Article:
Blood Coltan

The mobile phones, Laptops and Personal computers are a remarkable piece of engineering, your electronic luxuries contains tiny electronic circuits, and they couldn’t work without a mineral called Coltan.

Coltan (columbite–tantalite and known industrially as tantalite) is a dull black metallic ore. It is used primarily for the production of tantalum capacitors, used in many electronic devices. Many sources mention Coltan’s importance in the production of cell phones, but this is an oversimplification  as tantalum capacitors are used in almost every kind of electronic device. The tech boom caused the price of Coltan to rocket to as high as US$600 per kilogram at one point, compared to a previous value of US$65 per kilogram. 80% of the world’s known Coltan supply is in the Democratic Republic of the Congo, which the UN says is subject to  Highly organized and systematic exploitation

Look inside your electronic devices!! There’s blood in it, the blood of Congolese who are dying in a terrible conflict.

A recent report by the UN has claimed that all the parties involved in the local civil war have been involved in the mining and sale of Coltan. One report suggested that the neighboring Rwanda, Uganda, Burundi and their proxy militias are the primary exploiters of Coltan in the Congo. Rwandan army made US$250 million from selling Coltan in less than 18 months, although Rwanda and Uganda possess little or no Coltan, during the period of the war in the Congo, their exports escalated exponentially. Although, the United Nations in its reports on the Congo do not directly blame the multi-national corporations for the conflict in the Congo, it does say that these companies serve as  The engine of the conflict in the DRC. Major United States players include: Cabot-Corporation, OM-Group, Eagle Wings Resources International, Kemet Electronics Corporation, Vishay Sprague etc. Once the Coltan is processed and converted to capacitors, it is then sold to companies such as Nokia, Motorola, Compaq, Alcatel, Dell, Hewlett-Packard, IBM, Lucent, Ericsson and Sony for use in a wide assortment of everyday products ranging from cell phones to computer chips and game consoles etc.

The West’s demand for Coltan, used in mobile phones and computers, is funding the killings in Congo. Under the close watch of rebel militias, children as young as ten work the mines hunting for this black gold. Morally and ethically are we suppose to turn our eyes from this exploitation, my purpose of writing this article is not just to let you know what’s happening around in Congo, all what I want is that all of us (including me) should develop some empathy towards those who are suffering, imagine you and your family being harassed by some local armed militia men because you are sitting over a precious metal reserves, What on earth is your fault if those metal ores ended up beneath your living area, does this justifies your killing or harassment?? NO absolutely NO!!! No matter where you live and which community you belong to, we should raise our voices against this. Use Facebook, Twitter whatever it takes to increase awareness among your fellows. I tell you if we stop buying electronic products from those big companies just for a month it will be enough to force them to use legal meaning of extracting Coltan. Our Govt. at the same time too should take step in the light of UN resolution, pressuring these multinational firms in stopping illegal exploration of Coltan. As in the end it is us who consume that has innocent blood in it!!!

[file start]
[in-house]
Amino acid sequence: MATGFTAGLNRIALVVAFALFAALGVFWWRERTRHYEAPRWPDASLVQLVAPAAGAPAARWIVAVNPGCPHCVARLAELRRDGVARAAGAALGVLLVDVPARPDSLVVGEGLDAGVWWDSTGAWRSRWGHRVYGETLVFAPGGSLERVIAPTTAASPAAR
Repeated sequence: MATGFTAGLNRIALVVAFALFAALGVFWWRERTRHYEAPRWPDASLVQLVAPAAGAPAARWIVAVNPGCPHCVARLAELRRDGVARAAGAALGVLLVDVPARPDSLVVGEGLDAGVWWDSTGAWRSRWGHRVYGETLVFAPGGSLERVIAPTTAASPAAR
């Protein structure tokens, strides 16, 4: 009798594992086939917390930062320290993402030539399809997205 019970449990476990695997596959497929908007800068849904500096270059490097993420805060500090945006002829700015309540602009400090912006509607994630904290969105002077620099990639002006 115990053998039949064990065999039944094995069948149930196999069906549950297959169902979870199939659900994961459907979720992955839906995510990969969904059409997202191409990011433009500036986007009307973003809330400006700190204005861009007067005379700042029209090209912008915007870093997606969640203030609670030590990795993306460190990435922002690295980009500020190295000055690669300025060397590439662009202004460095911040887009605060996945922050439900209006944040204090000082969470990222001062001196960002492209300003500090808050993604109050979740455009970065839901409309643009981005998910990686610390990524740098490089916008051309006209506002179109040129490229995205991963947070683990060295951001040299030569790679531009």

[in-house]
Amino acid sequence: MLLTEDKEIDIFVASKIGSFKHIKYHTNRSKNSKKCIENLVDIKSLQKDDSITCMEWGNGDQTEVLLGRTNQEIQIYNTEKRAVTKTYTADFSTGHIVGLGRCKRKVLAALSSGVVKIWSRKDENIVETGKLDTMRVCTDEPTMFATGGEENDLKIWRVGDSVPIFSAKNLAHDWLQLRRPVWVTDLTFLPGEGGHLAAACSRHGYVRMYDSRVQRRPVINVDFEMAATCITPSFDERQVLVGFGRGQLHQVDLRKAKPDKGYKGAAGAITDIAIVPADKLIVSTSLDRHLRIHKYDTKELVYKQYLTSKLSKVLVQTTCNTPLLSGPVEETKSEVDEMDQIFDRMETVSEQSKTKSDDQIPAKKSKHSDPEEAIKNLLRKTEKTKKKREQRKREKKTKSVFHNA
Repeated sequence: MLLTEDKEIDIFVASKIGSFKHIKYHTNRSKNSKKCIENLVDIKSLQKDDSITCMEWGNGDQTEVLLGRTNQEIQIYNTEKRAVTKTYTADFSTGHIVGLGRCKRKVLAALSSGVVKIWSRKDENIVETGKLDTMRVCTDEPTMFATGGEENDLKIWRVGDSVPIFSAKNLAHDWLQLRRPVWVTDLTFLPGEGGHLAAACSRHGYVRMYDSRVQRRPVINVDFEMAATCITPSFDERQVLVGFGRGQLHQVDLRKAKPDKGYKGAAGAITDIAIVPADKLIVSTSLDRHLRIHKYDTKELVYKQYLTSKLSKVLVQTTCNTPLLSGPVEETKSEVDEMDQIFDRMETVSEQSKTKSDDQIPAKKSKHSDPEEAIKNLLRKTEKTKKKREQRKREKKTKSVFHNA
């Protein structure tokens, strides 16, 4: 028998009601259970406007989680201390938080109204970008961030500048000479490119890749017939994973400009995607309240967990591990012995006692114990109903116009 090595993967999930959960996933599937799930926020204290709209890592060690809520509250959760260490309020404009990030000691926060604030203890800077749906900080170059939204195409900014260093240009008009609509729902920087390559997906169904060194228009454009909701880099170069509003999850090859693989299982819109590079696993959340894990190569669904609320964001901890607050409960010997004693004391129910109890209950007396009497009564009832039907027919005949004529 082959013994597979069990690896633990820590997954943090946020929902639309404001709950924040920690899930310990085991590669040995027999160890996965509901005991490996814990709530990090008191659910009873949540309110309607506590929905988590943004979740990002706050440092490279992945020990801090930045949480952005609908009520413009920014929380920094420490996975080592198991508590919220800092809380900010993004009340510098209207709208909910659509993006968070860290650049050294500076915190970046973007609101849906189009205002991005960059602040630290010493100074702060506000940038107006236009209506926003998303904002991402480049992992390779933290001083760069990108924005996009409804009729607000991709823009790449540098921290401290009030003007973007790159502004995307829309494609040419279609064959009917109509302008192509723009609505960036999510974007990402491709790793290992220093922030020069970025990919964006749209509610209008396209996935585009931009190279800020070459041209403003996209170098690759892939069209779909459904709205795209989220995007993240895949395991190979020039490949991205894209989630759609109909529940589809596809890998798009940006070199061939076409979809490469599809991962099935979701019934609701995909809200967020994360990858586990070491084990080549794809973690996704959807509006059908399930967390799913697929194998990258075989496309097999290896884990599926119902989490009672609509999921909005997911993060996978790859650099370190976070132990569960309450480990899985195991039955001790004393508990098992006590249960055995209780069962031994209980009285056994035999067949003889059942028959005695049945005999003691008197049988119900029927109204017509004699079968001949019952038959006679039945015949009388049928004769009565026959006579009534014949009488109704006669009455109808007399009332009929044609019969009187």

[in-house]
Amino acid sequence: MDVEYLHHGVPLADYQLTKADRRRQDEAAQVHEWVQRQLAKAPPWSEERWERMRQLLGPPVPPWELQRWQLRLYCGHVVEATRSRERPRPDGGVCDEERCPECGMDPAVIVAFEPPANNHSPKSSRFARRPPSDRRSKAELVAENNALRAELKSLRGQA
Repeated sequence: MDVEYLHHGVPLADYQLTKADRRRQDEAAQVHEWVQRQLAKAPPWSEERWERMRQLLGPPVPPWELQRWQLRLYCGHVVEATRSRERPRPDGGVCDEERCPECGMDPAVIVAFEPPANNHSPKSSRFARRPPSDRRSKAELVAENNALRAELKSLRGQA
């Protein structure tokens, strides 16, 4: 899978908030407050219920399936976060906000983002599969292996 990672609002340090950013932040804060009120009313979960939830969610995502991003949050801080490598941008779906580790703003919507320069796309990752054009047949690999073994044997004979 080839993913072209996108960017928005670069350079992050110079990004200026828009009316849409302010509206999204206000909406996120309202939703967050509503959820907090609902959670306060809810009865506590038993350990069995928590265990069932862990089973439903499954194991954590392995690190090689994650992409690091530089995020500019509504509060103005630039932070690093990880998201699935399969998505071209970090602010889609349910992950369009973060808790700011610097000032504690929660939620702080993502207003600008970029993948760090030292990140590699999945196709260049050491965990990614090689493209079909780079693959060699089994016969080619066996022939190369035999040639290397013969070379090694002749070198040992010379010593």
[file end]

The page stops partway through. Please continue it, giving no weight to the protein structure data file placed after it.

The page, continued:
I would recommend to watch this Documentary :

http://topdocumentaryfilms.com/blood-coltan/

 

Image Image

Image

Image

Leave a Reply

Fill in your details below or click an icon to log in:

WordPress.com Logo

You are commenting using your WordPress.com account. Log Out / Change )

Twitter picture

You are commenting using your Twitter account. Log Out / Change )

Facebook photo

You are commenting using your Facebook account. Log Out / Change )

Google+ photo

You are commenting using your Google+ account. Log Out / Change )

Connecting to %s